You can see where this is going. In response, England and shortly thereafter the rest of the EU announced a specific ban on feeding any kind of livestock, including chickens, any kind of animal-derived protein that came from animals that might have eaten some other animal protein. Does that make sense?

And, in case you haven’t figured it out yet, mealworms and other insects are considered animals and also animal protein, and because these countries had no way to verify whether domestically or foreign-produced mealworms intended for commercial consumption had indeed been fed animal proteins, this resulted in a blanket ban.

You can check out the relevant regulations here for the UK and here for the EU.

You Can’t Feed Mealworms to Ducks or Other Poultry in Europe, Either

And just to clarify, mealworms are illegal for other poultry throughout the UK and EU also. You can’t feed them to ducks, geese, swans, turkeys, guineas, anything. The ban covers the feeding of mealworms to all livestock, not just chickens.

Mealworms Can Carry Diseases and Parasites That Can Be Passed to Livestock

Mealworms can carry various diseases, parasites, and other things you definitely don’t want your chickens to ingest, or people to ingest by extension. If the chickens eat the mealworms and then people eat the chickens, that’s the food chain at work, my friends!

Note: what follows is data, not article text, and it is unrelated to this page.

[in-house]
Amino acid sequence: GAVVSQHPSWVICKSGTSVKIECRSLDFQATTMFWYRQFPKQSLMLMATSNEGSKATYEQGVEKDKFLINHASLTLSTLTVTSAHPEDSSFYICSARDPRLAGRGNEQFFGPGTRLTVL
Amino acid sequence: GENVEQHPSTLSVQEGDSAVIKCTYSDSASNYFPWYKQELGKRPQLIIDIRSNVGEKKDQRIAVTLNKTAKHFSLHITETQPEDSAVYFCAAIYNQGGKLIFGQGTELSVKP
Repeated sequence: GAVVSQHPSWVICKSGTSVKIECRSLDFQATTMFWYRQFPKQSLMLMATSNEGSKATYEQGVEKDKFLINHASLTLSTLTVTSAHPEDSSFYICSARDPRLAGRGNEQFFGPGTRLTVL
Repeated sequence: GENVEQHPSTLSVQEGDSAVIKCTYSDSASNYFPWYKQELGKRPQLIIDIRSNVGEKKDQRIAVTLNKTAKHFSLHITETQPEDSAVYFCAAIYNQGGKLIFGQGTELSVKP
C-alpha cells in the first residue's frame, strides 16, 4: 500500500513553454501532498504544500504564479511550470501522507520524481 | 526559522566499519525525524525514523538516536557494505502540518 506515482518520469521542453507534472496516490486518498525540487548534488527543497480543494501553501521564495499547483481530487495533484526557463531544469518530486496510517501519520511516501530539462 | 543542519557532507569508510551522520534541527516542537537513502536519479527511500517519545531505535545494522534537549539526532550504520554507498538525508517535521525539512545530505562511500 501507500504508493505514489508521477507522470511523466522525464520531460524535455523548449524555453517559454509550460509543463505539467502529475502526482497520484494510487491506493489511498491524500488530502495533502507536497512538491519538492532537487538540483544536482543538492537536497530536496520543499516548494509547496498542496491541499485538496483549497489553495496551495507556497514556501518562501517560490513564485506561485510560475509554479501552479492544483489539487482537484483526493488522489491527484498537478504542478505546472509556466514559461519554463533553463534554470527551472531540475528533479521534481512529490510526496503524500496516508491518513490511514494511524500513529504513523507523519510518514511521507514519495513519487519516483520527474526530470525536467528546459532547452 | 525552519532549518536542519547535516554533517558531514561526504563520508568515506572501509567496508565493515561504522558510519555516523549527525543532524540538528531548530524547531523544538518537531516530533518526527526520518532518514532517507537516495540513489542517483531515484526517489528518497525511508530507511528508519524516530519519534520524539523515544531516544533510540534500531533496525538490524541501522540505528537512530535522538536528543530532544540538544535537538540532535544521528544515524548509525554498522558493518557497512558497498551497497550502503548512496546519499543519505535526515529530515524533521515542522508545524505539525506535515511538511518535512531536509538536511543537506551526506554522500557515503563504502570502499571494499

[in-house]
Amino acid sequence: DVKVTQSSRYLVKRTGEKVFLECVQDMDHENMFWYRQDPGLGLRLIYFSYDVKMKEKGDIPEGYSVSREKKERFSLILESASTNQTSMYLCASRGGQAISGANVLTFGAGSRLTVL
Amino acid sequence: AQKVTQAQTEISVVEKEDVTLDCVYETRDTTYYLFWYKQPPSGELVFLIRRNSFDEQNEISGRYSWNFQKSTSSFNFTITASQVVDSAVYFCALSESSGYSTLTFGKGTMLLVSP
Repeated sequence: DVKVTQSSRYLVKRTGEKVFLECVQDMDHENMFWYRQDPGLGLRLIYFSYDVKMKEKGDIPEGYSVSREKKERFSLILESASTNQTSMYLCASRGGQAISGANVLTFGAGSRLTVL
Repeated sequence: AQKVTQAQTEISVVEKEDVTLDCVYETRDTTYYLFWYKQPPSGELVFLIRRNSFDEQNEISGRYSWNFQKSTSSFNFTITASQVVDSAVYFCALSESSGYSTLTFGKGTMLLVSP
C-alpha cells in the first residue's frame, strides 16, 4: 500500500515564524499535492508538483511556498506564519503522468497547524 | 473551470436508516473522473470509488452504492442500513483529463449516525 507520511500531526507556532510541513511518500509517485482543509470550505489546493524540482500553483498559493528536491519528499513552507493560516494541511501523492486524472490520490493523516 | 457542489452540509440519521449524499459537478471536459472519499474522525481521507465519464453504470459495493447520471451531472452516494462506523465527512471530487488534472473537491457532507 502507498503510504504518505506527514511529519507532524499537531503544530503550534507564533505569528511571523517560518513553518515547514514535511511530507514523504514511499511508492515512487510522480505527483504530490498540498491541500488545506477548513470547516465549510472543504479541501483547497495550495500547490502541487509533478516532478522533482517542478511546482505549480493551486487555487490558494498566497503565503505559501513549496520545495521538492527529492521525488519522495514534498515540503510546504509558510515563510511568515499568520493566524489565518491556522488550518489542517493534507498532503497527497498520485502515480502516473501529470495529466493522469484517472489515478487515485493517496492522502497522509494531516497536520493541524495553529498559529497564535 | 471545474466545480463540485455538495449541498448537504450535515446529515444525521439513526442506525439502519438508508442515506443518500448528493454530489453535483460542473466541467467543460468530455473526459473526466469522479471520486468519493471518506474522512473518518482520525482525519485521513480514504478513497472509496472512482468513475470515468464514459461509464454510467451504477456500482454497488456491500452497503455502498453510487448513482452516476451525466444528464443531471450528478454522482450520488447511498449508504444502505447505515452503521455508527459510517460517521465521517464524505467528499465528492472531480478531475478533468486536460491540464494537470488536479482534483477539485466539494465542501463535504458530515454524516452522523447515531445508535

Mealworms have been known to carry a variety of nasty things like bacteria, various parasites, viruses, fungi, all sorts of man-made toxins, heavy metals, and a lot more. Gross stuff, right? Well, it gets worse…

Some commercially produced mealworms are fed natural or synthetic hormones and other concoctions that will alter their life cycle, forcing them to grow to an unnatural, huge size.

These are then sold as a specialty chicken treat or sold by weight simply to increase profits. The implications of this are, frankly, almost totally unknown.

And worst of all, mealworms might be fed completely indigestible inorganic stuff like styrofoam! Who would do such a thing? What’s the point?

It doesn’t matter: apparently for whatever reason, mealworms will eat some indigestible materials and unscrupulous mealworm farmers might do this to increase profits even more.

Suffice it to say, you definitely don’t want your poor chickens eating this stuff and you wouldn’t want to eat any chicken that was fed them.

There Are Basically No Regulations on Raising Commercial Mealworms

And this brings us full circle back to the United States. I will say this succinctly: I urge you to raise your own mealworms if you plan on feeding them to your chickens, ducks, or other animals.

They’re not hard to raise, and this way you can completely control and be assured of what the mealworms eat before your chickens eat them in turn.

If you aren’t willing to take this essential step, it is imperative that you thoroughly research any vendor or supplier that you are getting your mealworms from.

There is no telling what they’ve been feeding them, and there are plenty of unethical operations out there. The health of your chickens, your customers, and maybe even you and your family depend on it…